First of all, the name: gauge bosons. Bosons refers to a property of these particles called spin, with which you need not concern yourself. As for why the bosons are called "gauge" bosons, well, really for historical reasons, and not very good historical reasons at that. In other words, don't worry about why they're called gauge bosons. Just accept it. Anyway, the gauge bosons fall into four classes: Each of these is related to one of the four forces described on the previous page.

Electric Charge

All of these are electrically neutral except for the W particles. There are two W's: one positive and one negative.


Only the gluons have color. In fact, each gluon carries a color and an anti-color, so that gluons come in bizarre colors such as "blue/anti-green" and so on. (We see the whole color analogy break down even further.)

Mass and Stability

The photon, gluons, and graviton are, as near as we can tell, massless. Therefore, these particles are also stable. That is, they don't decay into other particles. The W's and the Z are quite heavy by particle standards (over 80 times the mass of a proton!) and are unstable. They decay after a very short time into lighter particles. (There are actually a variety of combinations of lighter particles each of these can decay into.)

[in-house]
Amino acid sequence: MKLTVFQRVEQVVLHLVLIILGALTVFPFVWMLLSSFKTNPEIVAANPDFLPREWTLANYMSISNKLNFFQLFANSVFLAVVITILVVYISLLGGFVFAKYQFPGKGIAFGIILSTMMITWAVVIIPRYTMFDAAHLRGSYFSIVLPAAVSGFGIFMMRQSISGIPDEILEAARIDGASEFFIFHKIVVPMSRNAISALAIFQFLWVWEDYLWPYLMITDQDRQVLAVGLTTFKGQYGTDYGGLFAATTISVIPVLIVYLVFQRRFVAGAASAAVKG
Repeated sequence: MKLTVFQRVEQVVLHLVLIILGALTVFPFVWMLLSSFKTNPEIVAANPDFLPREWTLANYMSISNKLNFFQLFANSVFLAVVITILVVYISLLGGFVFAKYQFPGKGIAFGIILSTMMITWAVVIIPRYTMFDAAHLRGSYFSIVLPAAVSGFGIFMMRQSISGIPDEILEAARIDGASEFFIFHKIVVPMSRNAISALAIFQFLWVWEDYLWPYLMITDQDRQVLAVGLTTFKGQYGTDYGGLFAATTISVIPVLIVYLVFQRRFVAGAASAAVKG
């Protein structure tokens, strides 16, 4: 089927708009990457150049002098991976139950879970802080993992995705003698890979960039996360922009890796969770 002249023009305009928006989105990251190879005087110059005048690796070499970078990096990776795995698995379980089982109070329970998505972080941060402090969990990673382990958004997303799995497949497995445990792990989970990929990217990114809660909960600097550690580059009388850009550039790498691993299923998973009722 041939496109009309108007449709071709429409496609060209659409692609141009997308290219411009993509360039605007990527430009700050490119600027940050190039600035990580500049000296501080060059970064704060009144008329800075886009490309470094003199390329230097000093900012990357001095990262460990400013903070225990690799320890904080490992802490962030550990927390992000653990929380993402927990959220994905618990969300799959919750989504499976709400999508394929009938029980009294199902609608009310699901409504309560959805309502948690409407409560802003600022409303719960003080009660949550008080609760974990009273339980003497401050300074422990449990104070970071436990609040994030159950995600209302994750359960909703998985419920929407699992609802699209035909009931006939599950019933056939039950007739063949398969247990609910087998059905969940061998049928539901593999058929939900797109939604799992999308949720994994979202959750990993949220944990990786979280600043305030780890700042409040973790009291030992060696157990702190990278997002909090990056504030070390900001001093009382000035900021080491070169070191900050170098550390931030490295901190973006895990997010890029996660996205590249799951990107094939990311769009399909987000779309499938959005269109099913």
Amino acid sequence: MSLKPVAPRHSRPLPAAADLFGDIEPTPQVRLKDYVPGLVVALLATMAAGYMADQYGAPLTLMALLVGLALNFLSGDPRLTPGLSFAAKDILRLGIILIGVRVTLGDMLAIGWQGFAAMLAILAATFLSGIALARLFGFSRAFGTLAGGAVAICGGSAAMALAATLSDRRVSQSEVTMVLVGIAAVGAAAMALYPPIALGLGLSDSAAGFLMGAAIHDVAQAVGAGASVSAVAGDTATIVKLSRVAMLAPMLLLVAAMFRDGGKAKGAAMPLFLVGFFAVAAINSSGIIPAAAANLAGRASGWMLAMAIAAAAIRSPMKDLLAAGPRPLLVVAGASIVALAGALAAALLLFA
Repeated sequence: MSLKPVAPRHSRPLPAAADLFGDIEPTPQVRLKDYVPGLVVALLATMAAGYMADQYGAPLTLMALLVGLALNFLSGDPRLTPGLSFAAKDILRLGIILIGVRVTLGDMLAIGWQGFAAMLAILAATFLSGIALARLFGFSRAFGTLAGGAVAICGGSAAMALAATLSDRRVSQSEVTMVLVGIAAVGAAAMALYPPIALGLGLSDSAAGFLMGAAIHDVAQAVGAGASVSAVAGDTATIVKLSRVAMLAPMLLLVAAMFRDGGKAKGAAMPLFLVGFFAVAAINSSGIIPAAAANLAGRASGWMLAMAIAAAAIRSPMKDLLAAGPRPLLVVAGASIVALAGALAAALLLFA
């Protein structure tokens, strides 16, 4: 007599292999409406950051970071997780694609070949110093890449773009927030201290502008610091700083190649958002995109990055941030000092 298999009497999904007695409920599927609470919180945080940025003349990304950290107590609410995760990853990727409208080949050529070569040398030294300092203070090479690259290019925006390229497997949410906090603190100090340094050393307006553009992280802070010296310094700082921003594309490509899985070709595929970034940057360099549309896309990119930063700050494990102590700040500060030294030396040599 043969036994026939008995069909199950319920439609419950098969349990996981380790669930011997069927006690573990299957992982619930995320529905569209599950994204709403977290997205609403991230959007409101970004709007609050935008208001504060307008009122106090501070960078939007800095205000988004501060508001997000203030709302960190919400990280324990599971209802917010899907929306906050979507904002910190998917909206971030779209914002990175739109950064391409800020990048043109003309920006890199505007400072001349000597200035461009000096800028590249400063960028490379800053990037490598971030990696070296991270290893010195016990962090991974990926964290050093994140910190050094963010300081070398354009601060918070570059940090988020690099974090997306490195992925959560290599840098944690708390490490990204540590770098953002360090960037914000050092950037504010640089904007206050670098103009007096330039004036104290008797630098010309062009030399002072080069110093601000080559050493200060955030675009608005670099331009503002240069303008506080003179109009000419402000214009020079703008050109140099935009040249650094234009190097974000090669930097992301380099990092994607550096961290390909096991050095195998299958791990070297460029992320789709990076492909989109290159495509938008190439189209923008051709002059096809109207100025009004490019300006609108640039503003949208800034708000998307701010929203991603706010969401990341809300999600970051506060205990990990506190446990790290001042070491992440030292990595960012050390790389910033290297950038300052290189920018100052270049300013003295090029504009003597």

If a photon had an anti-particle, its anti-particle would have no charge, no color, it would be massless, stable, and would interact with other particles in the same way as the photon does. In other words, it would be another photon! So in this sense, a photon can be thought of as its own anti-particle. the same can be said of the graviton and the Z particle. The anti-particle of the W+ is the W (and vice versa). The eight gluons include their own anti-particles in a similar manner. So while each of the gauge bosons has an anti-particle, these are included among those I've listed above, and are not separate particles.

Experimental Evidence

Almost all the particles listed above have been observed in experiments, either directly or, more often, by observing their decay products. The only exception to this is the graviton which is only conjecture (but very strong conjecture) at this point.

The Classical Picture of Forces
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Dave's Microcosmos

* Flash! Since the paragraph above was written, there appears to be compelling evidence that at least one of the neutrinos does have mass. Science doesn't sit still. Back